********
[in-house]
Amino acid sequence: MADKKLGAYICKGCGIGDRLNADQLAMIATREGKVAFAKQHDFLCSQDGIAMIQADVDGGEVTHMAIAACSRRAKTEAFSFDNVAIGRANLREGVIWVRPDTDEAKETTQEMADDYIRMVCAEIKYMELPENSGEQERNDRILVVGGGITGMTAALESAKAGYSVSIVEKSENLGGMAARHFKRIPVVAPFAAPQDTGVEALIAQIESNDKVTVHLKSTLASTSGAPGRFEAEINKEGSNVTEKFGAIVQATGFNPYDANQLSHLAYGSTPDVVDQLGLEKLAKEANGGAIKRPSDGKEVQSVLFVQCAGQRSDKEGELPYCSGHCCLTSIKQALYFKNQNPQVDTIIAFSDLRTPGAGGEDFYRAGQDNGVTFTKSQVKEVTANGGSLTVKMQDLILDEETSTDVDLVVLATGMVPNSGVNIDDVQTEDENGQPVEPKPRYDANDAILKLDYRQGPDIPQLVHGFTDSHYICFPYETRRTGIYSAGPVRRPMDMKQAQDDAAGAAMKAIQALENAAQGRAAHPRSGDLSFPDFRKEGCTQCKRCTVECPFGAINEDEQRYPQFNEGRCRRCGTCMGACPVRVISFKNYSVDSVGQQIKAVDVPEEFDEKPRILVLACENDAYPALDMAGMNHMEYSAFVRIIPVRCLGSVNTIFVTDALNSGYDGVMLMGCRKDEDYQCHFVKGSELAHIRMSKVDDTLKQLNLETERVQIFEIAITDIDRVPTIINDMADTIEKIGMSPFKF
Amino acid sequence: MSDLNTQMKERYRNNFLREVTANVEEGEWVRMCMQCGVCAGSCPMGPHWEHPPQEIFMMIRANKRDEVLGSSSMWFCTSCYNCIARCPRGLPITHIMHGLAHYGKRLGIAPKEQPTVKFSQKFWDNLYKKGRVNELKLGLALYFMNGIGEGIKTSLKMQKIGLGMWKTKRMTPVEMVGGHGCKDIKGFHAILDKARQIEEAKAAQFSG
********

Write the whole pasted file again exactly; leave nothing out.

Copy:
[in-house]
Amino acid sequence: MADKKLGAYICKGCGIGDRLNADQLAMIATREGKVAFAKQHDFLCSQDGIAMIQADVDGGEVTHMAIAACSRRAKTEAFSFDNVAIGRANLREGVIWVRPDTDEAKETTQEMADDYIRMVCAEIKYMELPENSGEQERNDRILVVGGGITGMTAALESAKAGYSVSIVEKSENLGGMAARHFKRIPVVAPFAAPQDTGVEALIAQIESNDKVTVHLKSTLASTSGAPGRFEAEINKEGSNVTEKFGAIVQATGFNPYDANQLSHLAYGSTPDVVDQLGLEKLAKEANGGAIKRPSDGKEVQSVLFVQCAGQRSDKEGELPYCSGHCCLTSIKQALYFKNQNPQVDTIIAFSDLRTPGAGGEDFYRAGQDNGVTFTKSQVKEVTANGGSLTVKMQDLILDEETSTDVDLVVLATGMVPNSGVNIDDVQTEDENGQPVEPKPRYDANDAILKLDYRQGPDIPQLVHGFTDSHYICFPYETRRTGIYSAGPVRRPMDMKQAQDDAAGAAMKAIQALENAAQGRAAHPRSGDLSFPDFRKEGCTQCKRCTVECPFGAINEDEQRYPQFNEGRCRRCGTCMGACPVRVISFKNYSVDSVGQQIKAVDVPEEFDEKPRILVLACENDAYPALDMAGMNHMEYSAFVRIIPVRCLGSVNTIFVTDALNSGYDGVMLMGCRKDEDYQCHFVKGSELAHIRMSKVDDTLKQLNLETERVQIFEIAITDIDRVPTIINDMADTIEKIGMSPFKF
Amino acid sequence: MSDLNTQMKERYRNNFLREVTANVEEGEWVRMCMQCGVCAGSCPMGPHWEHPPQEIFMMIRANKRDEVLGSSSMWFCTSCYNCIARCPRGLPITHIMHGLAHYGKRLGIAPKEQPTVKFSQKFWDNLYKKGRVNELKLGLALYFMNGIGEGIKTSLKMQKIGLGMWKTKRMTPVEMVGGHGCKDIKGFHAILDKARQIEEAKAAQFSG